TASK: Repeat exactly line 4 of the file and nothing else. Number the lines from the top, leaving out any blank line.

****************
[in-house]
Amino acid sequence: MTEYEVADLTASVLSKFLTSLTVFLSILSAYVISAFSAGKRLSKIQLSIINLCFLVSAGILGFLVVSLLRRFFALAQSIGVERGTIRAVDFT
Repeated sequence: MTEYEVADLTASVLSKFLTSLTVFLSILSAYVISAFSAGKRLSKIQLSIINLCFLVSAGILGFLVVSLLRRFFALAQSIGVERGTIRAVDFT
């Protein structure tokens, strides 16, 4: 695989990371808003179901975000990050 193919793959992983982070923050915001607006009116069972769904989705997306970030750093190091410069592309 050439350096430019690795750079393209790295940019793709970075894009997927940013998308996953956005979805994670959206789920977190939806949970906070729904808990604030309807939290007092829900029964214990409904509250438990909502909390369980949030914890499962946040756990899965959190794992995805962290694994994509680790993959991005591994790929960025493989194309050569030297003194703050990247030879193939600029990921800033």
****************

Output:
């Protein structure tokens, strides 16, 4: 695989990371808003179901975000990050 193919793959992983982070923050915001607006009116069972769904989705997306970030750093190091410069592309 050439350096430019690795750079393209790295940019793709970075894009997927940013998308996953956005979805994670959206789920977190939806949970906070729904808990604030309807939290007092829900029964214990409904509250438990909502909390369980949030914890499962946040756990899965959190794992995805962290694994994509680790993959991005591994790929960025493989194309050569030297003194703050990247030879193939600029990921800033």